JOHANNESBURG (Reuters) - South Africa’s Association of Mineworkers and Construction Union (AMCU) said on Monday its striking members had rejected the latest wage offer by the world’s three biggest platinum mining companies.
The strike has been running for nearly four months at Anglo American Platinum, Lonmin and Impala Platinum and has hit 40 percent of global production of the precious metal.
The three companies took their latest wage offer directly to the roughly 70,000 striking miners after wage talks with the union collapsed. The firms said many of the strikers had expressed a desire to return to work.
The companies are offering increases of up to 10 percent and other benefits that they say would raise the overall minimum pay package to 12,500 rand ($1,200) a month by July 2017.
AMCU had initially demanded an immediate increase to 12,500 rand, but softened that stance in March to staggered increases that would amount to 12,500 rand within three or four years.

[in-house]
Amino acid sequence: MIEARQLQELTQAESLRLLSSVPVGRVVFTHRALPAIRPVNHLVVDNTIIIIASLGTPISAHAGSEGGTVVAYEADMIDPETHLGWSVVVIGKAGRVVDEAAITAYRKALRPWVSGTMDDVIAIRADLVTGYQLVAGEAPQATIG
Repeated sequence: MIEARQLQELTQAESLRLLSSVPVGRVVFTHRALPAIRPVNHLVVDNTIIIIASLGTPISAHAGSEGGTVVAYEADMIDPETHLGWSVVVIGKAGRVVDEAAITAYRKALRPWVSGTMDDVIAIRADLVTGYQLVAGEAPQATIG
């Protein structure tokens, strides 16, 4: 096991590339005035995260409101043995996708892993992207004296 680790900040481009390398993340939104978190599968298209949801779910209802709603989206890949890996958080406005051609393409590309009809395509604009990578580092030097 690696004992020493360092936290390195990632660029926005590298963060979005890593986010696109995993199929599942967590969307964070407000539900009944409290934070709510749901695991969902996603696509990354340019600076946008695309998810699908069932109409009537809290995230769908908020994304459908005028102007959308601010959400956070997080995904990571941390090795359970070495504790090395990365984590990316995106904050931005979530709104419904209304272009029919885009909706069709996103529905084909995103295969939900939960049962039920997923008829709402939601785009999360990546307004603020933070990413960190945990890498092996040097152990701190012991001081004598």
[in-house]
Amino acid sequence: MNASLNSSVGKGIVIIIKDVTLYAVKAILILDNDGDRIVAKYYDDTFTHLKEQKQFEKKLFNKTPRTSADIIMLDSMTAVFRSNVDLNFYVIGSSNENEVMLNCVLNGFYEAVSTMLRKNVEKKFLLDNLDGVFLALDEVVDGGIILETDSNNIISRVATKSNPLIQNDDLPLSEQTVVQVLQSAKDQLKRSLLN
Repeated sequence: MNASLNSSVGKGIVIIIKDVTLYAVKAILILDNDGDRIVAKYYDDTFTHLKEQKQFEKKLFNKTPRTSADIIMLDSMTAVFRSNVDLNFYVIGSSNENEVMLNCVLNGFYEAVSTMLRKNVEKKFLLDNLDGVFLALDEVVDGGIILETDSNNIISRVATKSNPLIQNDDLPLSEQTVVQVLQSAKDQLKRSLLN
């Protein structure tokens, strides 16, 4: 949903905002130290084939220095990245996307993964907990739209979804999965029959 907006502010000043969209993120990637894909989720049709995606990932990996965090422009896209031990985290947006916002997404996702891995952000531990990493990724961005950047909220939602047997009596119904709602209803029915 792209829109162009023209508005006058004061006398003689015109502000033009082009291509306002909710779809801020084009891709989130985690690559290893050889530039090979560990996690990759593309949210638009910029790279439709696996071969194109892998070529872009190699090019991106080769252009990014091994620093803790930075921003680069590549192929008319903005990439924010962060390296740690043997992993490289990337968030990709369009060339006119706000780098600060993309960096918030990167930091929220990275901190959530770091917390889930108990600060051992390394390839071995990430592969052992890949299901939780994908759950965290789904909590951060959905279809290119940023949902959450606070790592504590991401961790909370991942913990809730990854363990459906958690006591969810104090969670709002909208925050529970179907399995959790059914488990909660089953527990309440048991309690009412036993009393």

“There are no talks scheduled,” AMCU President Joseph Mathunjwa told a news conference.
AMCU would call an industry-wide work stoppage should Anglo American Platinum, the biggest producer, close shafts because of the strike, he added.
Employees have lost more than 7.3 billion rand ($698 million) in wages so far, according to an industry website that provides a running tally (here).
Companies are staring at revenue losses of more than 16.4 billion rand.
($1 = 10.4625 South African Rand)
Reporting by Ed Stoddard; Writing by Helen Nyambura-Mwaura; Editing by Ed Cropley